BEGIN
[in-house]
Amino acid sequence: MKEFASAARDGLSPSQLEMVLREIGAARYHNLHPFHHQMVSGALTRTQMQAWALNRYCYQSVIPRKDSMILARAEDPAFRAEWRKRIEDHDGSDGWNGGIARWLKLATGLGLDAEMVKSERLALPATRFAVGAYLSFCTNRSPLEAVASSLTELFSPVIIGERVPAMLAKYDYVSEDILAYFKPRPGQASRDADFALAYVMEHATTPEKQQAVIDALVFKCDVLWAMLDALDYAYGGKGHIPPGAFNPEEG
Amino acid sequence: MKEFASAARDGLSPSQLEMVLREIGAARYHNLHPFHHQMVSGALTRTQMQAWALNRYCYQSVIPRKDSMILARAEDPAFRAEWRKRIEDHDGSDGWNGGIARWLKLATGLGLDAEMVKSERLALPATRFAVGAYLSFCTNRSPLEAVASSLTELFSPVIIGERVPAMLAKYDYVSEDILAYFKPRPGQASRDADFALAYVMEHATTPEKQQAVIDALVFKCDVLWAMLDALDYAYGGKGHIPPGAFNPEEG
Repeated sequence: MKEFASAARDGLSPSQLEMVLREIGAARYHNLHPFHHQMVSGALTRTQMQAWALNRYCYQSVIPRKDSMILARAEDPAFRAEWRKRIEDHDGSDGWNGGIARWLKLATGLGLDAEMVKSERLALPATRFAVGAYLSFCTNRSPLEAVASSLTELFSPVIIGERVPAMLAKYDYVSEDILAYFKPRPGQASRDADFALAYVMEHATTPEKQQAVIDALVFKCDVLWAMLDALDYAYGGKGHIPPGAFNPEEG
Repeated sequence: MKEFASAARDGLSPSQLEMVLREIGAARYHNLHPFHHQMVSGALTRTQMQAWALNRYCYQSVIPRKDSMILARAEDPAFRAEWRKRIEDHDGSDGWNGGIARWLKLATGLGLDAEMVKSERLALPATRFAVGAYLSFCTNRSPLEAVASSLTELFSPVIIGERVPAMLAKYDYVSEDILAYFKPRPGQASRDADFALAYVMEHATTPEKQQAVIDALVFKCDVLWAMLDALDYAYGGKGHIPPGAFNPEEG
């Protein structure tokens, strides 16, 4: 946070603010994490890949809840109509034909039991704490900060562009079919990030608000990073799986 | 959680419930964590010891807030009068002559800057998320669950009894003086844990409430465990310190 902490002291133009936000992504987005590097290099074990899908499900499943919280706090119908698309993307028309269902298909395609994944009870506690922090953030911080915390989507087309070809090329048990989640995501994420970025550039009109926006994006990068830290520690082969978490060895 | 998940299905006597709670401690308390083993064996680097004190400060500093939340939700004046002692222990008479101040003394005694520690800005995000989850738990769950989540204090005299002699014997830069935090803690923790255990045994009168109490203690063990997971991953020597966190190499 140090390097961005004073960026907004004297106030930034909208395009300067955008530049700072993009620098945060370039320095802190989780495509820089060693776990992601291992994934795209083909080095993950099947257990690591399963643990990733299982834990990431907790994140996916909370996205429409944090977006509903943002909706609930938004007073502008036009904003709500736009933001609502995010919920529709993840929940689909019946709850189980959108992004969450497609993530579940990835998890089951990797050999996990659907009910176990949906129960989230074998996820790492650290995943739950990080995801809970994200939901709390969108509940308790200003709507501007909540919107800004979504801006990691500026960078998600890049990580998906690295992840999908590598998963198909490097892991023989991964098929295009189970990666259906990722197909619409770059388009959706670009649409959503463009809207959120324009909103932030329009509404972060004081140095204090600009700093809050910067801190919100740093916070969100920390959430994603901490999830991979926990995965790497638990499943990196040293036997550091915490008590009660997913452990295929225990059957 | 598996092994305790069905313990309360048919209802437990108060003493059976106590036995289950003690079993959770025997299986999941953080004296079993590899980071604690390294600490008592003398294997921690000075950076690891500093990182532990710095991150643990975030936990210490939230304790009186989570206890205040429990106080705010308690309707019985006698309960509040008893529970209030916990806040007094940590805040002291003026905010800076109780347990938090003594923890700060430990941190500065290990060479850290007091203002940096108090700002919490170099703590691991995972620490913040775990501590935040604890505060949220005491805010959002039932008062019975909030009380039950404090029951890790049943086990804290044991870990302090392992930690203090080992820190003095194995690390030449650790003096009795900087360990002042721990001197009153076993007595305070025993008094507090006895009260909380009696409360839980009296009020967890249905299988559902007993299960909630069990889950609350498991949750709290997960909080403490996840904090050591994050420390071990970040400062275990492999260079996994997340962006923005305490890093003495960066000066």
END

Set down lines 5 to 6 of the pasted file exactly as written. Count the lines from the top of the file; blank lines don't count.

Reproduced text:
Repeated sequence: MKEFASAARDGLSPSQLEMVLREIGAARYHNLHPFHHQMVSGALTRTQMQAWALNRYCYQSVIPRKDSMILARAEDPAFRAEWRKRIEDHDGSDGWNGGIARWLKLATGLGLDAEMVKSERLALPATRFAVGAYLSFCTNRSPLEAVASSLTELFSPVIIGERVPAMLAKYDYVSEDILAYFKPRPGQASRDADFALAYVMEHATTPEKQQAVIDALVFKCDVLWAMLDALDYAYGGKGHIPPGAFNPEEG
């Protein structure tokens, strides 16, 4: 946070603010994490890949809840109509034909039991704490900060562009079919990030608000990073799986 | 959680419930964590010891807030009068002559800057998320669950009894003086844990409430465990310190 902490002291133009936000992504987005590097290099074990899908499900499943919280706090119908698309993307028309269902298909395609994944009870506690922090953030911080915390989507087309070809090329048990989640995501994420970025550039009109926006994006990068830290520690082969978490060895 | 998940299905006597709670401690308390083993064996680097004190400060500093939340939700004046002692222990008479101040003394005694520690800005995000989850738990769950989540204090005299002699014997830069935090803690923790255990045994009168109490203690063990997971991953020597966190190499 140090390097961005004073960026907004004297106030930034909208395009300067955008530049700072993009620098945060370039320095802190989780495509820089060693776990992601291992994934795209083909080095993950099947257990690591399963643990990733299982834990990431907790994140996916909370996205429409944090977006509903943002909706609930938004007073502008036009904003709500736009933001609502995010919920529709993840929940689909019946709850189980959108992004969450497609993530579940990835998890089951990797050999996990659907009910176990949906129960989230074998996820790492650290995943739950990080995801809970994200939901709390969108509940308790200003709507501007909540919107800004979504801006990691500026960078998600890049990580998906690295992840999908590598998963198909490097892991023989991964098929295009189970990666259906990722197909619409770059388009959706670009649409959503463009809207959120324009909103932030329009509404972060004081140095204090600009700093809050910067801190919100740093916070969100920390959430994603901490999830991979926990995965790497638990499943990196040293036997550091915490008590009660997913452990295929225990059957 | 598996092994305790069905313990309360048919209802437990108060003493059976106590036995289950003690079993959770025997299986999941953080004296079993590899980071604690390294600490008592003398294997921690000075950076690891500093990182532990710095991150643990975030936990210490939230304790009186989570206890205040429990106080705010308690309707019985006698309960509040008893529970209030916990806040007094940590805040002291003026905010800076109780347990938090003594923890700060430990941190500065290990060479850290007091203002940096108090700002919490170099703590691991995972620490913040775990501590935040604890505060949220005491805010959002039932008062019975909030009380039950404090029951890790049943086990804290044991870990302090392992930690203090080992820190003095194995690390030449650790003096009795900087360990002042721990001197009153076993007595305070025993008094507090006895009260909380009696409360839980009296009020967890249905299988559902007993299960909630069990889950609350498991949750709290997960909080403490996840904090050591994050420390071990970040400062275990492999260079996994997340962006923005305490890093003495960066000066």